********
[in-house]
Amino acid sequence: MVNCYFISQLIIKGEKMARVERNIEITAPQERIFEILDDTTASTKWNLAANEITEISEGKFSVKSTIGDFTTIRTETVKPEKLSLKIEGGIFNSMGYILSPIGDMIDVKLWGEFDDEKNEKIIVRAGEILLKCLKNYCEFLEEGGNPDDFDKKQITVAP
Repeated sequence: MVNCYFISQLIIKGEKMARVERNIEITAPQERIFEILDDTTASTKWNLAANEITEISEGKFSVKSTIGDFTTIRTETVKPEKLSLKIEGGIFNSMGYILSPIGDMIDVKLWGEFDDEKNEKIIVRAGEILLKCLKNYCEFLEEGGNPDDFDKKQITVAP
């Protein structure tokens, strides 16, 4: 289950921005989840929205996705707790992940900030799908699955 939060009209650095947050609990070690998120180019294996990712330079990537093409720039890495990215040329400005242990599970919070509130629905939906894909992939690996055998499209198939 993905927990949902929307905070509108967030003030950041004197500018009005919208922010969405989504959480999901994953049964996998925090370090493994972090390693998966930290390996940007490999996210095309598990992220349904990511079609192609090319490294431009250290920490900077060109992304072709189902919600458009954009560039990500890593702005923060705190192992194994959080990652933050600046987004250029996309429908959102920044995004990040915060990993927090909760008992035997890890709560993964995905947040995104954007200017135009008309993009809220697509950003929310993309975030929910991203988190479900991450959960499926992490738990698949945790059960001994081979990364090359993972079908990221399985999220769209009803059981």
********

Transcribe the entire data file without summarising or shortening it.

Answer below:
[in-house]
Amino acid sequence: MVNCYFISQLIIKGEKMARVERNIEITAPQERIFEILDDTTASTKWNLAANEITEISEGKFSVKSTIGDFTTIRTETVKPEKLSLKIEGGIFNSMGYILSPIGDMIDVKLWGEFDDEKNEKIIVRAGEILLKCLKNYCEFLEEGGNPDDFDKKQITVAP
Repeated sequence: MVNCYFISQLIIKGEKMARVERNIEITAPQERIFEILDDTTASTKWNLAANEITEISEGKFSVKSTIGDFTTIRTETVKPEKLSLKIEGGIFNSMGYILSPIGDMIDVKLWGEFDDEKNEKIIVRAGEILLKCLKNYCEFLEEGGNPDDFDKKQITVAP
């Protein structure tokens, strides 16, 4: 289950921005989840929205996705707790992940900030799908699955 939060009209650095947050609990070690998120180019294996990712330079990537093409720039890495990215040329400005242990599970919070509130629905939906894909992939690996055998499209198939 993905927990949902929307905070509108967030003030950041004197500018009005919208922010969405989504959480999901994953049964996998925090370090493994972090390693998966930290390996940007490999996210095309598990992220349904990511079609192609090319490294431009250290920490900077060109992304072709189902919600458009954009560039990500890593702005923060705190192992194994959080990652933050600046987004250029996309429908959102920044995004990040915060990993927090909760008992035997890890709560993964995905947040995104954007200017135009008309993009809220697509950003929310993309975030929910991203988190479900991450959960499926992490738990698949945790059960001994081979990364090359993972079908990221399985999220769209009803059981």